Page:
Do you know that LI-COR® near-infrared dyes and reagents can be used to perform microscopy? Absolutely! While we do not sell microscopes or offer microscopic equipment, we have evaluated the near-infrared detection capabilities of microscopes from several manufacturers, particularly in the ~800 nm wavelength region.
Here are some examples of what you can do with near-infrared dyes and reagents:
Figure 1. Deconvolved image of IRDye 800CW EGF binding to an A431 cell. Red represents IRDye 800CW EGF (P/N 926-08446); green represents Sytox Green nuclear stain (Invitrogen). Image captured using a Zeiss AxioImager microscope outfitted with xenon light source, IRDye 800CW custom filter set from Chroma Technology (EX: HQ760/40x, DC: 790DCXR, EM: HQ830/50m), and CCD camera with extended spectral range.
Figure 2. Staining of duplicated centrosomes. Condensed chromosomes are stained with DAPI (blue). The two centrosomes (red dots) are stained with a primary antibody against pericentrin (a centrosomal component) and IRDye 800 secondary antibody. Image captured with a Leica DM RXA epifluorescent deconvolution microscope. Outfitted with xenon light source, IRDye 800 filter set from Chroma Technology (EX: HQ740/35x, DC: 770DCXR, EM: HQ780LP), and Cooke Sensicam CCD camera without extended spectral range (quantum efficiency for IRDye 800 emission ~5-10%). Images courtesy of Mark Winey and Harold Fisk, Dept. of Molecular, Cellular, and Developmental Biology, Univ of Colorado Boulder.
Learn more about what you can do with near-infrared fluorescence detection when performing microscopy.
Are you studying receptor binding or cell surface protein expression? The On-Cell Western Assay is a great way to monitor cell surface proteins – quantitatively! – with near-infrared fluorescent detection. Imaging can be performed on the Odyssey® CLx, Odyssey Classic, or the Odyssey Sa Infrared Imaging System.
With On-Cell Western assays, unpermeabilized cells are stained with antibodies against extracellular protein domains, so only cell surface antigens are detected. On-Cell Western analyses use detection at the well surface with no liquid present. This results in minimal well-to-well signal spread, allowing the use of both clear and black-sided plates with clear bottoms. Do not use plates with white wells, since the autofluorescence from the white surface will create significant noise.
Here is some data from a white paper by J. W. Miller:
Figure 1. Antibodies used were targeted against specific extracellular or intracellular domains of the CB1 (cannabinoid 1) receptor. Reprinted with permission from Miller, J.W. Tracking G protein-coupled receptor trafficking using Odyssey imaging.
Figure 2. Intensity levels were greatly reduced in wells treated with 1 μM of the CB1-specific agonist, Win-2. Cells treated with Win-2 and the specific CB1 antagonist, SR1 displayed no reduction of signal with the treatment. B) Graph displaying results of three independent experiments done in quadruplicate. Reprinted with permission from Miller, J.W. Tracking G protein-coupled receptor trafficking using Odyssey imaging.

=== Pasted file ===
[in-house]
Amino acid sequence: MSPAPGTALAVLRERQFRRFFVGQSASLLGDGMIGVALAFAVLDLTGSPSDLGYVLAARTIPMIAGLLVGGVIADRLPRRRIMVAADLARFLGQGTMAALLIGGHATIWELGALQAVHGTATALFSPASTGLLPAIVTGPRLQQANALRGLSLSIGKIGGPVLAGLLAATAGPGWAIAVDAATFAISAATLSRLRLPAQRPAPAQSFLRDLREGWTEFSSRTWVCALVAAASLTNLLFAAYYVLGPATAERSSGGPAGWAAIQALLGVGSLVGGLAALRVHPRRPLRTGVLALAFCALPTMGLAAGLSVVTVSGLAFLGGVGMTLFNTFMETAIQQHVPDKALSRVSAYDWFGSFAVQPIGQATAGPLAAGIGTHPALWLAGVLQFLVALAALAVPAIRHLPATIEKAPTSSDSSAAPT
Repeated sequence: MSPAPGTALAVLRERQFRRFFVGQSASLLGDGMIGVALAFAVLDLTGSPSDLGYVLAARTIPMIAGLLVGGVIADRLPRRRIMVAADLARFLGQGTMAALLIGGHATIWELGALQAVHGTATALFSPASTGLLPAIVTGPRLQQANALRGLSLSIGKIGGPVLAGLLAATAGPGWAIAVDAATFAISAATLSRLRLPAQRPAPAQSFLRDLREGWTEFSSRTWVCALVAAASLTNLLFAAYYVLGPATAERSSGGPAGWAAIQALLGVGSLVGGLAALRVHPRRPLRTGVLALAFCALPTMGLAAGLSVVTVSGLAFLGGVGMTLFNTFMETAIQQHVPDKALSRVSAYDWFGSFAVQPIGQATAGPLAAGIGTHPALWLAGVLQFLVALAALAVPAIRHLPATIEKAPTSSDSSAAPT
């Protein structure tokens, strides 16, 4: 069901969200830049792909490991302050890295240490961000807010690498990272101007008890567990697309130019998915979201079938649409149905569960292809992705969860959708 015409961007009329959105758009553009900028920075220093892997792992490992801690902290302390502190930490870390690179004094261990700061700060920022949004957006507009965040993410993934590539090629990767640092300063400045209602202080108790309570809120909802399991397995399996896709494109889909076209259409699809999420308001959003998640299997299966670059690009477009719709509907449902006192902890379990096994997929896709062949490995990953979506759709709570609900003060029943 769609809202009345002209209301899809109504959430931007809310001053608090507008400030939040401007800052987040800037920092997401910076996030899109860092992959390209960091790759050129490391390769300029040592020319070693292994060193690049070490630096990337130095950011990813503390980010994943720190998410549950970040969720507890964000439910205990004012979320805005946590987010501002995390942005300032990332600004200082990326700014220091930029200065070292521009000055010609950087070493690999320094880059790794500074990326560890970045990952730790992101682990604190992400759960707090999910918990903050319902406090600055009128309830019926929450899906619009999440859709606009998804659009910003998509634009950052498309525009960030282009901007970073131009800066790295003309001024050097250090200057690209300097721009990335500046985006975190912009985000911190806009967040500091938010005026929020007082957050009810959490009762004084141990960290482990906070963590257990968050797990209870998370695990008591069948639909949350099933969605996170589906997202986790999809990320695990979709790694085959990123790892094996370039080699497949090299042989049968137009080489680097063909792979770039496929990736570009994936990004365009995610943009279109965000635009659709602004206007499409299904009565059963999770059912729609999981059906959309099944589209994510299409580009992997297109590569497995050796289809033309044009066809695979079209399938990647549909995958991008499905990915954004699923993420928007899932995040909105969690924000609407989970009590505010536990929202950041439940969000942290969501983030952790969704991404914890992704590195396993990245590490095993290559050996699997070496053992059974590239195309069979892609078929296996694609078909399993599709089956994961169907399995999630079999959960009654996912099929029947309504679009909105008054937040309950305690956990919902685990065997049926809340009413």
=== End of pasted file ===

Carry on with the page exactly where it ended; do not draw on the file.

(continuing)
The Quick Western Kit — IRDye® 680RD (P/N 926-68100) provides a universal detection reagent that can be combined with the primary antibody incubation step, eliminating the need for a secondary antibody incubation step. This kit works with a variety of primary antibodies (see list) and has been shown to recognize primary antibodies to recombinant tagged proteins (i.e. 6X His, Myc, FLAG, etc.).
This reduces the overall time to complete a Western blot and provides the advantages of near infrared fluorescence detection.
If you do a lot of Western blots, this time saved could really add up fast. That’s a lot more experiments, reading, or sleep that you could catch up on! WOW!
Gel shift assays or electrophoretic mobility shift assays (EMSA) provide a simple method to study DNA:protein interactions. This assay is based on the principle that a DNA-protein complex will have different mobility during electrophoresis than non-bound DNA. These shifts can be visualized on a native acrylamide gel using labeled DNA to form the DNA-protein binding complex.
Do you know that you can easily adapt your existing mobility gel shift assay protocols by replacing the radiolabeled oligonucleotides with IRDye® end-labeled oligonucleotides?
And using the Odyssey CLx or Classic Infrared Imager, you can complete your EMSA in about 90 minutes – saving valuable research time.
EMSA performed with IRDye 700 AP-1 oligos. Reprinted with permission from Electrophoretic Mobility Shift Assay (EMSA) Using IRDye Oligonucleotides.
And when you are ready to image, there is no need to remove the gel from the glass plates. This makes gel handling easier and allows running the gel further, if needed, after scanning is completed. Possible deformations or tearing of the gel while separating plates are also eliminated.
For more information, refer to our Technical Note on Infrared EMSA detection.
Introducing the NEW! Quick Western Kit – IRDye® 680RD
The Quick Western Kit – IRDye® 680RD provides a universal detection reagent that can be combined with the primary antibody incubation step, eliminating the need for a secondary antibody incubation step.